Idea Men Turned Grave Robbers: Hollywood Remakes

Jackie Jerkins, Literary Editor

If it ain’t broke, don’t fix it—so cautions the weary hokum, but it appears that filmmakers have turned a “blind ear” to it. The classic attic is being plundered by the film industry, and three hostages have been reported: Bonnie and Clyde (1967), The Birds (1963), and The Thin Man (1934). To my knowledge, there is not a gear out of line among the three films. For anyone who has ever had the privilege of seeing them, they most certainly “ain’t broke.” Alas, Hollywood doesn’t seem to think so, with a convoy of remakes en route as we speak.

In a valiant effort to mess with perfection, as it were, Bonnie and Clyde’s revamp was announced in 2009. It gets better: the recasting of Bonnie Parker—a darling of seasoned and celebrated actress Faye Dunaway in the 1967 rendition—went to (drum roll please!) Hillary Duff. Indeed, the former title role of Lizzie McGuire was set to fill the shoes of one of the most critical performances to ring in modern Hollywood.

Dunaway immediately recoiled upon being slapped with the news. “Couldn’t they at least cast a real actress?” she allegedly spat. Hear, hear!

However, in an act of what can only be distinguished as complete divine intervention, Duff will not be telling anyone that she robs banks any time soon; her pregnancy at the time of production saw her abandonment from the scene of the remake.

Most unsettling for yours truly, a remake of The Thin Man was recently announced. Director David Koepp will be inserting Johnny Depp into the shoes of main character Nick Charles, shoes that had previously been occupied by William Powell—an actor of the utmost distinction and inimitable class. Though Depp has time and again proved himself a Renaissance man of modern cinema, the recasting still festers with the embittering effect of replacing the Liberty Bell with a wind chime. Roger Ebert, film critic extraordinaire, contends that to “see The Thin Man is to watch him [Powell] embodying a personal style that could have been honored, but could never be imitated.” There you have it—the leading film critic in the nation doth declare it, yet Depp still looms on the horizon of Nick Charles’s rarified moustache.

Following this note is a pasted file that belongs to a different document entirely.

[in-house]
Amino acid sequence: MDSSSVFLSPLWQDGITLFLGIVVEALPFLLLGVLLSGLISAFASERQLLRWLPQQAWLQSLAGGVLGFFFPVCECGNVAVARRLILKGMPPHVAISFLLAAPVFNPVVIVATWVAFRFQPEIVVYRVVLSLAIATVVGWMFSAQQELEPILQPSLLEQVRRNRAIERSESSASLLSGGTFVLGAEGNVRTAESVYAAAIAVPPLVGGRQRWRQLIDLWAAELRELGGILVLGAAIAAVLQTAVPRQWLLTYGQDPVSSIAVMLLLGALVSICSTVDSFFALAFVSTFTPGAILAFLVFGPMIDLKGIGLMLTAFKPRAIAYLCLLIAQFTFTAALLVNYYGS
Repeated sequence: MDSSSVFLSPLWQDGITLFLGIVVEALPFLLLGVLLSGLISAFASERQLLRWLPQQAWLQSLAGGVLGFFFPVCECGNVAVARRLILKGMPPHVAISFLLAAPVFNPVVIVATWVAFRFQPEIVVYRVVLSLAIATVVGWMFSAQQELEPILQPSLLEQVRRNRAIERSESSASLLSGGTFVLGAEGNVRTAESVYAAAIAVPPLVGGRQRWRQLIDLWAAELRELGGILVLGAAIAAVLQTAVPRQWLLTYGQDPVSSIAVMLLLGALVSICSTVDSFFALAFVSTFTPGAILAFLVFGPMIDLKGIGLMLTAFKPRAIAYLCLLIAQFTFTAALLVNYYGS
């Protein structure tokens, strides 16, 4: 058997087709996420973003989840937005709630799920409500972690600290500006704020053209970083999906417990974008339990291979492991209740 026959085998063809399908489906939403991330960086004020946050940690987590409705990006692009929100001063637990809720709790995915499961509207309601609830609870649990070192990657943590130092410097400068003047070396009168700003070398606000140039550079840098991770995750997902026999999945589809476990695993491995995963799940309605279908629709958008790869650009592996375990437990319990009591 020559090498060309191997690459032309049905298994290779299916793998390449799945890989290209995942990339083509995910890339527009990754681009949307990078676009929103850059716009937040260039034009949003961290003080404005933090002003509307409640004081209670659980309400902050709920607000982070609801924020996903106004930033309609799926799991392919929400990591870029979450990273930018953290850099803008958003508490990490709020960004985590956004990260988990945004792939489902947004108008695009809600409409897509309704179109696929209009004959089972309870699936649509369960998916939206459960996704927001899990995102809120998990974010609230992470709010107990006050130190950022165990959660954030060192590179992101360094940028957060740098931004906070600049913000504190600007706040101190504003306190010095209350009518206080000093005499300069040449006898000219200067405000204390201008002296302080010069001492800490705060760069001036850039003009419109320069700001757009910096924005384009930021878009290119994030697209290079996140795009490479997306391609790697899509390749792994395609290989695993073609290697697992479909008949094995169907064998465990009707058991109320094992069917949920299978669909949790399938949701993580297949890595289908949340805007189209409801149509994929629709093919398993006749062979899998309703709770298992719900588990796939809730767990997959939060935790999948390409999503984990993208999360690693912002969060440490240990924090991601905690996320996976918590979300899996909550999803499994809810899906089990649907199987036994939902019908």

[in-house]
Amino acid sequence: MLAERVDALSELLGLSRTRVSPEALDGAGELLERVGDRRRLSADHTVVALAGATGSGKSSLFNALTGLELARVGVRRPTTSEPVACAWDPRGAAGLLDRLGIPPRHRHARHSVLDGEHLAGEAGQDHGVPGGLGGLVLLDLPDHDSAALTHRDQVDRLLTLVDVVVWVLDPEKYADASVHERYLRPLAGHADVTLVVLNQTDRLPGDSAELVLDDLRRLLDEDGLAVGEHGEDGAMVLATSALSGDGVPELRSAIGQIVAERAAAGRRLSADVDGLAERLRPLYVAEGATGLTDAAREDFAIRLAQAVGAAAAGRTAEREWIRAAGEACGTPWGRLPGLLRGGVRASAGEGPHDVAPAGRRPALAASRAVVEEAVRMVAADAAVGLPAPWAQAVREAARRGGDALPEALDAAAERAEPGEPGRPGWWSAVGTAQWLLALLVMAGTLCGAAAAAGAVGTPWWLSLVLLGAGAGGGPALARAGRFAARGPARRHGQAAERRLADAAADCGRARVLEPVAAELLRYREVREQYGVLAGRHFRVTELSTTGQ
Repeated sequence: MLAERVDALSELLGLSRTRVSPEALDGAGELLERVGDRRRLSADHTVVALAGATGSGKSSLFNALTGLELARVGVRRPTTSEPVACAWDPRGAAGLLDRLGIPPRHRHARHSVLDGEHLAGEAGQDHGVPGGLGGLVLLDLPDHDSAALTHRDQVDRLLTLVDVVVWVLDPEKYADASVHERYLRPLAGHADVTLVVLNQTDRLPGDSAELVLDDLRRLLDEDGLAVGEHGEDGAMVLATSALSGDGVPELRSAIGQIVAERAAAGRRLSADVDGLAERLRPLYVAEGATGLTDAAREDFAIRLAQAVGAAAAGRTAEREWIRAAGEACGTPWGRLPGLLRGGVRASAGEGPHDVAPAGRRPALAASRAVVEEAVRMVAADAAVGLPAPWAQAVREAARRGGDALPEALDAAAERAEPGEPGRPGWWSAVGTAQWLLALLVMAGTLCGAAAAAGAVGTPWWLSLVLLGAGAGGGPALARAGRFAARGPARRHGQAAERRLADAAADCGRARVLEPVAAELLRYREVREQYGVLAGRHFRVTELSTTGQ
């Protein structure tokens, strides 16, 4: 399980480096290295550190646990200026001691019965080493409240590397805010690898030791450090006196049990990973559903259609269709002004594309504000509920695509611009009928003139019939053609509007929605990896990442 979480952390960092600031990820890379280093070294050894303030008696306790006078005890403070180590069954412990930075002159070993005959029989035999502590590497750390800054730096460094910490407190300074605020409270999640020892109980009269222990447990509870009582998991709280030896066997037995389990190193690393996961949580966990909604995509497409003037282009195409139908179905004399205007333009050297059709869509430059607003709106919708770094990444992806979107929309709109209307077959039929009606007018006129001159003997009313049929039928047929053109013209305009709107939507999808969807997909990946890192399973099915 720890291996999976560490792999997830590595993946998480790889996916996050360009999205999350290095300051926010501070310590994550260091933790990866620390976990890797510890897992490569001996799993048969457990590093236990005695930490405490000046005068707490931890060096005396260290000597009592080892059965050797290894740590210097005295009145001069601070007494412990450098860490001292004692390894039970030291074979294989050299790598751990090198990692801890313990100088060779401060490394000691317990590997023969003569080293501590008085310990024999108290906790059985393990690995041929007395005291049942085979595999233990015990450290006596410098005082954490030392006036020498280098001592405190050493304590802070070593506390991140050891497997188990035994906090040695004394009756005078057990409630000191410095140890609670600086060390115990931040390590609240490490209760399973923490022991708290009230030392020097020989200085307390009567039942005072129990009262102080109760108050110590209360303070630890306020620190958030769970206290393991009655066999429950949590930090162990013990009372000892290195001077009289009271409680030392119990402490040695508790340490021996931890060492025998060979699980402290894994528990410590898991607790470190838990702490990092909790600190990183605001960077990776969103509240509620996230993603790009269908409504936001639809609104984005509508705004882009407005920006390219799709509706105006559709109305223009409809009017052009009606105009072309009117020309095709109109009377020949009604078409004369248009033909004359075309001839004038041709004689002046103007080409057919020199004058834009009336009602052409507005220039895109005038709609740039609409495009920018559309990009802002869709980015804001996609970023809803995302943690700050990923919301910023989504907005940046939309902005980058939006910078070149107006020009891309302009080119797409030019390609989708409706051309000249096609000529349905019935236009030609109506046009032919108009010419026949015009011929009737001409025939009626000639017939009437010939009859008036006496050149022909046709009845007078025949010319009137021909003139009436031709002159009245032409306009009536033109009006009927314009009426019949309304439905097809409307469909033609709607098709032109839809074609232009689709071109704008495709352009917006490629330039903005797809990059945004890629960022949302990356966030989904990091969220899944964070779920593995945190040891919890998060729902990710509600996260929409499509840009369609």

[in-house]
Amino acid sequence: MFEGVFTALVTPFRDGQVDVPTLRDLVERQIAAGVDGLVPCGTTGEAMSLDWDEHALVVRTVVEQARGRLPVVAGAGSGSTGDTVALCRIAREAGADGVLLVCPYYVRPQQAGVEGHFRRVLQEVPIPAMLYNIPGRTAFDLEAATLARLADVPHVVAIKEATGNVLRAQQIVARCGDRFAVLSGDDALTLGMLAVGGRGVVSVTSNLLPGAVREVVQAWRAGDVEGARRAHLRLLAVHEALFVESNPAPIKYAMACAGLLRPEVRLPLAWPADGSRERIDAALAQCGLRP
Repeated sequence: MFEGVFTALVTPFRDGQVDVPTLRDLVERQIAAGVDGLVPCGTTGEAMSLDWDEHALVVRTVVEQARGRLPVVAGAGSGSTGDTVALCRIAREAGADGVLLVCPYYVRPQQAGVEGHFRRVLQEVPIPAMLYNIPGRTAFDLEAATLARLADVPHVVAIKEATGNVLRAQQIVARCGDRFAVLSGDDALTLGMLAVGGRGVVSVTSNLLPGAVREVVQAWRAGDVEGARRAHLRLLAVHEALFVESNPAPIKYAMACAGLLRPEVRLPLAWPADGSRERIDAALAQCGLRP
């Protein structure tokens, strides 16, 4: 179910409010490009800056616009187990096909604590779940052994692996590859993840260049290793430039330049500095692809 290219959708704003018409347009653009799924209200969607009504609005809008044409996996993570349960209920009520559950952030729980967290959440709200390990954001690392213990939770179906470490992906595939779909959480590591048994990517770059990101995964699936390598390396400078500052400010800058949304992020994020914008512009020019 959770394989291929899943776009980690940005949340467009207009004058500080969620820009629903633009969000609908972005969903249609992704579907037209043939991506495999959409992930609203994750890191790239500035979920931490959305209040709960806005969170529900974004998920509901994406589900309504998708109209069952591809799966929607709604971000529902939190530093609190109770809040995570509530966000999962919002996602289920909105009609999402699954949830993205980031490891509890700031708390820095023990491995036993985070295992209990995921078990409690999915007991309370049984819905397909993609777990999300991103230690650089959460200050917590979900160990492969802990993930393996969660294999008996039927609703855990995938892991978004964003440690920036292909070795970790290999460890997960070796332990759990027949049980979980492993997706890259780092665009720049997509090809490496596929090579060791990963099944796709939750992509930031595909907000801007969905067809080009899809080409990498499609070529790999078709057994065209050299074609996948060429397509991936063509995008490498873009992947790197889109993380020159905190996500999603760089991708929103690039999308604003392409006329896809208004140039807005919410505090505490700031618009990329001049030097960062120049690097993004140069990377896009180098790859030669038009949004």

The original Bonnie and Clyde holds an 89% “fresh” rating on Rotten Tomatoes. Ratings for The Thin Man and The Birds hold at 100% and 95%, respectively. Now, correct me if I’m wrong, but when a majority of critics sides so heavily with the judgment that a film is near perfect, does the film not reserve the right to remain intact and unspoiled?

At this point, it’s a matter of respect. If Hollywood does not have the decency to keep from pestering its ancestors, it is either unwilling to admit that its trove of ideas is running on fumes, or is simply out-and-out idiotic. To make a long, long argument short: Mind your elders, Hollywood. You and your computers are mighty impressive, but I would sooner sit through sixteen more pedestrian “comedies” from Katherine Heigl and Seth Rogen than see national treasures getting makeovers—and believe me, that’s a sacrifice rivaling Sophie’s Choice.